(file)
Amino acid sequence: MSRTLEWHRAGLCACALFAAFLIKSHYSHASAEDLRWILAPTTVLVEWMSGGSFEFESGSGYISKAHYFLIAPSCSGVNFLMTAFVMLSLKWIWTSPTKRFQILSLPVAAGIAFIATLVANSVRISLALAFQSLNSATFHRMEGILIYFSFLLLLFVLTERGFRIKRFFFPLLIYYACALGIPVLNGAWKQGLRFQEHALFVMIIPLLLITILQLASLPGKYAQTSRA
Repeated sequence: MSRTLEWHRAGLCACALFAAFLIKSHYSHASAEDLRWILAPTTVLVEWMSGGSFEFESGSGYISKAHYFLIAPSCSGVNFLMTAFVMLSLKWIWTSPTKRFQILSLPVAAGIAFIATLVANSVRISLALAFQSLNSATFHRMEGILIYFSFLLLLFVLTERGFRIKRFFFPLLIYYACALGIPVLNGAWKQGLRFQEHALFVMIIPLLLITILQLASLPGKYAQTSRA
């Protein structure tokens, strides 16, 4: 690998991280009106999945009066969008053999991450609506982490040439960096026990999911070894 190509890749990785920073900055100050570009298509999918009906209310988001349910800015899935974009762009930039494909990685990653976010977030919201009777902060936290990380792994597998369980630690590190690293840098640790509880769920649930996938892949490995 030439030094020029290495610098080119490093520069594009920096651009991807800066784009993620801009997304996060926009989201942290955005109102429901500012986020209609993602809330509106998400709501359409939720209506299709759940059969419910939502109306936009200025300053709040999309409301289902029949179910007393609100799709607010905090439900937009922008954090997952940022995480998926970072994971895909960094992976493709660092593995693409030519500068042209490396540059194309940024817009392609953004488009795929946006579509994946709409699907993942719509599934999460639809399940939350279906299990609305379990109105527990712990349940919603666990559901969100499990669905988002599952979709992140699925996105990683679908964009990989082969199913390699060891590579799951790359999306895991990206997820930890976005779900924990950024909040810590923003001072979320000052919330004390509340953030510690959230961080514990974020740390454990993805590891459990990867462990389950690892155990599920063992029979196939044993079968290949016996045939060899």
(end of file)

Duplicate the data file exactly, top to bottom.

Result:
Amino acid sequence: MSRTLEWHRAGLCACALFAAFLIKSHYSHASAEDLRWILAPTTVLVEWMSGGSFEFESGSGYISKAHYFLIAPSCSGVNFLMTAFVMLSLKWIWTSPTKRFQILSLPVAAGIAFIATLVANSVRISLALAFQSLNSATFHRMEGILIYFSFLLLLFVLTERGFRIKRFFFPLLIYYACALGIPVLNGAWKQGLRFQEHALFVMIIPLLLITILQLASLPGKYAQTSRA
Repeated sequence: MSRTLEWHRAGLCACALFAAFLIKSHYSHASAEDLRWILAPTTVLVEWMSGGSFEFESGSGYISKAHYFLIAPSCSGVNFLMTAFVMLSLKWIWTSPTKRFQILSLPVAAGIAFIATLVANSVRISLALAFQSLNSATFHRMEGILIYFSFLLLLFVLTERGFRIKRFFFPLLIYYACALGIPVLNGAWKQGLRFQEHALFVMIIPLLLITILQLASLPGKYAQTSRA
């Protein structure tokens, strides 16, 4: 690998991280009106999945009066969008053999991450609506982490040439960096026990999911070894 190509890749990785920073900055100050570009298509999918009906209310988001349910800015899935974009762009930039494909990685990653976010977030919201009777902060936290990380792994597998369980630690590190690293840098640790509880769920649930996938892949490995 030439030094020029290495610098080119490093520069594009920096651009991807800066784009993620801009997304996060926009989201942290955005109102429901500012986020209609993602809330509106998400709501359409939720209506299709759940059969419910939502109306936009200025300053709040999309409301289902029949179910007393609100799709607010905090439900937009922008954090997952940022995480998926970072994971895909960094992976493709660092593995693409030519500068042209490396540059194309940024817009392609953004488009795929946006579509994946709409699907993942719509599934999460639809399940939350279906299990609305379990109105527990712990349940919603666990559901969100499990669905988002599952979709992140699925996105990683679908964009990989082969199913390699060891590579799951790359999306895991990206997820930890976005779900924990950024909040810590923003001072979320000052919330004390509340953030510690959230961080514990974020740390454990993805590891459990990867462990389950690892155990599920063992029979196939044993079968290949016996045939060899």